The Voice! American Idol! Dancing With the Stars! Talent competitions are more popular than ever these days. New Mexicans, still celebrating Farmington native Chevel Shepherd’s first-place finish on The Voice last year, now have a competition of their own and can even vote on who gets one of the event’s cash prizes.
It’s Stars of the Future: Olga Kern International Piano Competition, which took place in Albuquerque over seven whirlwind days this week. The big decision is made on Saturday, Nov. 2, after the four finalists have performed a complete concerto at the University of New Mexico’s Popejoy Hall, accompanied by the New Mexico Philharmonic and conducted by its music director, Roberto Minczuk.
Keyboard-playing contests have been around for centuries. One of the earliest was scheduled in 1717 between J.S. Bach and his rival Louis Marchand. The Frenchman wimped out just before it began, supposedly because he heard Bach warming up at the harpsichord and realized he was done for. Mozart, Beethoven, and Liszt all took part in them as well.
American jazz took up the tradition in the 1920s, ’30s, and ’40s with “cutting contests” between stride piano greats such as Fats Waller, Willie “The Lion” Smith, and James P. Johnson. Stride was the fast, showy music that succeeded ragtime, and its complexity was reflected in song titles like “Finger Buster” and “Handful of Keys.”
The heritage lives on today in the competitions that help early-career classical pianists gain greater recognition. Olga Kern is one such performer, having won the Czech Republic’s Concertino Praga competition at age 11 and the inaugural Rachmaninoff International Piano Competition at 17.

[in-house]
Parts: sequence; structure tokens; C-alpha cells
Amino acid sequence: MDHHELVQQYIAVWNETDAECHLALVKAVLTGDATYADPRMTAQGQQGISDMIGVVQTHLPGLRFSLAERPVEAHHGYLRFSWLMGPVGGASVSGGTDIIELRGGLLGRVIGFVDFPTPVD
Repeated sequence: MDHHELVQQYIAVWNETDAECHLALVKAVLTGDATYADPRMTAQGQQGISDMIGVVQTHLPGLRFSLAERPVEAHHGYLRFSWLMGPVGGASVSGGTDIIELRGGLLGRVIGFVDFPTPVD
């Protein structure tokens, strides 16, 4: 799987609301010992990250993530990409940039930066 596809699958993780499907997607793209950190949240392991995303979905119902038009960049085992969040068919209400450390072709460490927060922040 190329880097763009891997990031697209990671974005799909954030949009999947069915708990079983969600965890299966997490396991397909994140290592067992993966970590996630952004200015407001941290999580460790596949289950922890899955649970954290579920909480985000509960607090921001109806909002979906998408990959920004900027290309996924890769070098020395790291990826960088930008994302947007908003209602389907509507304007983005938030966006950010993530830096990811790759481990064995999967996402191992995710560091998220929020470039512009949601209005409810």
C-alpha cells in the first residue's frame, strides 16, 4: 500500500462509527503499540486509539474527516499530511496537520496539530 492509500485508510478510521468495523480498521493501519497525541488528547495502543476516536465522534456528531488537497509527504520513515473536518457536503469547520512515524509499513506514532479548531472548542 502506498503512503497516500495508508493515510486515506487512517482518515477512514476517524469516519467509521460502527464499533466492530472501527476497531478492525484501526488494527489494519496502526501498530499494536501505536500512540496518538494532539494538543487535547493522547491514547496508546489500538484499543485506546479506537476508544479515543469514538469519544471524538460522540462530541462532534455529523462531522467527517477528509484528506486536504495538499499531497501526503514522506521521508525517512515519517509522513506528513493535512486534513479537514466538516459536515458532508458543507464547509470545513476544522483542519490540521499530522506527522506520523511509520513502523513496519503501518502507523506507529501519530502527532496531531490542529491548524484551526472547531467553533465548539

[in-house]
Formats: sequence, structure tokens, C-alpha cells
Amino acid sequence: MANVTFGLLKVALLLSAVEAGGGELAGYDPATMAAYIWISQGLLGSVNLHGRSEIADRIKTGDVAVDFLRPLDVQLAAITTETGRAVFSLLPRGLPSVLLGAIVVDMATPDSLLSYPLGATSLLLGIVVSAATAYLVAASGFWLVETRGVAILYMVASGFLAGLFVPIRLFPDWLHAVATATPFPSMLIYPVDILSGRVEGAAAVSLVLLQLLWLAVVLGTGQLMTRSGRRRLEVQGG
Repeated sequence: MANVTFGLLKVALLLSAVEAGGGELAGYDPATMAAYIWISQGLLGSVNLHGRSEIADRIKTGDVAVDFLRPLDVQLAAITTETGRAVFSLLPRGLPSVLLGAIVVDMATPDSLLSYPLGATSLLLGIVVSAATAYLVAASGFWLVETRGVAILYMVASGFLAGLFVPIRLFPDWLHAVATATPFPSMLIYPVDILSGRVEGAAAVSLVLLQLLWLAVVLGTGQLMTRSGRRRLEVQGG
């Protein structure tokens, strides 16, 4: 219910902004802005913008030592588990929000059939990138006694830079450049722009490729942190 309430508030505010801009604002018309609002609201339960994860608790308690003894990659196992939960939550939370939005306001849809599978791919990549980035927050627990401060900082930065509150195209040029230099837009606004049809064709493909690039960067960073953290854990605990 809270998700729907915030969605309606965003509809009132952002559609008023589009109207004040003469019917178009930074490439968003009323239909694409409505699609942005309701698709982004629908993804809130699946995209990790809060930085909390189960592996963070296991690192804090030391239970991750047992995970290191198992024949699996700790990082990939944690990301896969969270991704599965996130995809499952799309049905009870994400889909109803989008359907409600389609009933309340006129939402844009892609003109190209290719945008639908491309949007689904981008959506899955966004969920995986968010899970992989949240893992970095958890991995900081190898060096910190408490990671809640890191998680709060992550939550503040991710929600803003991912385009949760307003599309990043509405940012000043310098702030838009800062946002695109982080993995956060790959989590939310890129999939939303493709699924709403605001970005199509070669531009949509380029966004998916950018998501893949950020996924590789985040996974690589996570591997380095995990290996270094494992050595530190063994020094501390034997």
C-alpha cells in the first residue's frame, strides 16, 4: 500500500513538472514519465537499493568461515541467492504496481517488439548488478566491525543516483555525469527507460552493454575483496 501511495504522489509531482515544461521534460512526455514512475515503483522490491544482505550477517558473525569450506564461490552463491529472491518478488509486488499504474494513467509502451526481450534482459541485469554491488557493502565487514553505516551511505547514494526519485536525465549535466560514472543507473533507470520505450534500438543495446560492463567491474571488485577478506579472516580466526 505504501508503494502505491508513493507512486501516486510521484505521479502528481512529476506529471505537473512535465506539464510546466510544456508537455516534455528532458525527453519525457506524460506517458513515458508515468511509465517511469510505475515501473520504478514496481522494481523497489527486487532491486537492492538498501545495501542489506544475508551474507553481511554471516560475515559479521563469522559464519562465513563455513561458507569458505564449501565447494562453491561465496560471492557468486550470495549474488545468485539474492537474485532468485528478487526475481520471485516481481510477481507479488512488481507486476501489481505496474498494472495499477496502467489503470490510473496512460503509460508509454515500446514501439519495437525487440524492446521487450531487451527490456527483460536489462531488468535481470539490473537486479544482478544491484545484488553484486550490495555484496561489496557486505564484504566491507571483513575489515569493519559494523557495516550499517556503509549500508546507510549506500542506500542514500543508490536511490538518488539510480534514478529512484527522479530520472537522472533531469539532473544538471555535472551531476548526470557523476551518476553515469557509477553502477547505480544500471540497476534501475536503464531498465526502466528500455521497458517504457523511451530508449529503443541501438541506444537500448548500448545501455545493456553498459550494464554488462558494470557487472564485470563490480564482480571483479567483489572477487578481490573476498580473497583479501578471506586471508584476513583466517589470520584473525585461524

She shot to international attention in 2001 when she became the first woman in more than 30 years to take first prize in the Van Cliburn International Piano Competition, which is generally considered one of the world’s top five such competitions. (Van Cliburn was the lanky Texan who won the piano prize at the first International Tchaikovsky Competition in 1958, causing Russian maidens to swoon and throw flowers, and garnering a ticker-tape parade in New York City afterward.)
“I absolutely love New Mexico,” says the Moscow-born Kern, who now considers the state her second home. “My first visit was in 2001, right after the Van Cliburn competition. Fantastic nature, bright and beautiful sunshine, wonderful warm people! Since that time, I have come back regularly to Albuquerque and Santa Fe to perform. Here, I feel like I am a part of this very friendly community which loves and appreciates classical music and art.”
Kern is something of a whirlwind whose life resembles her passionate, vigorous pianism. In addition to the competition, between now and the end of January she’s giving 18 concerts and recitals in the United States and abroad, playing a benefit to support Albuquerque’s historic KiMo Theatre and its education programs, and continuing to serve on the piano faculty at the Manhattan School of Music.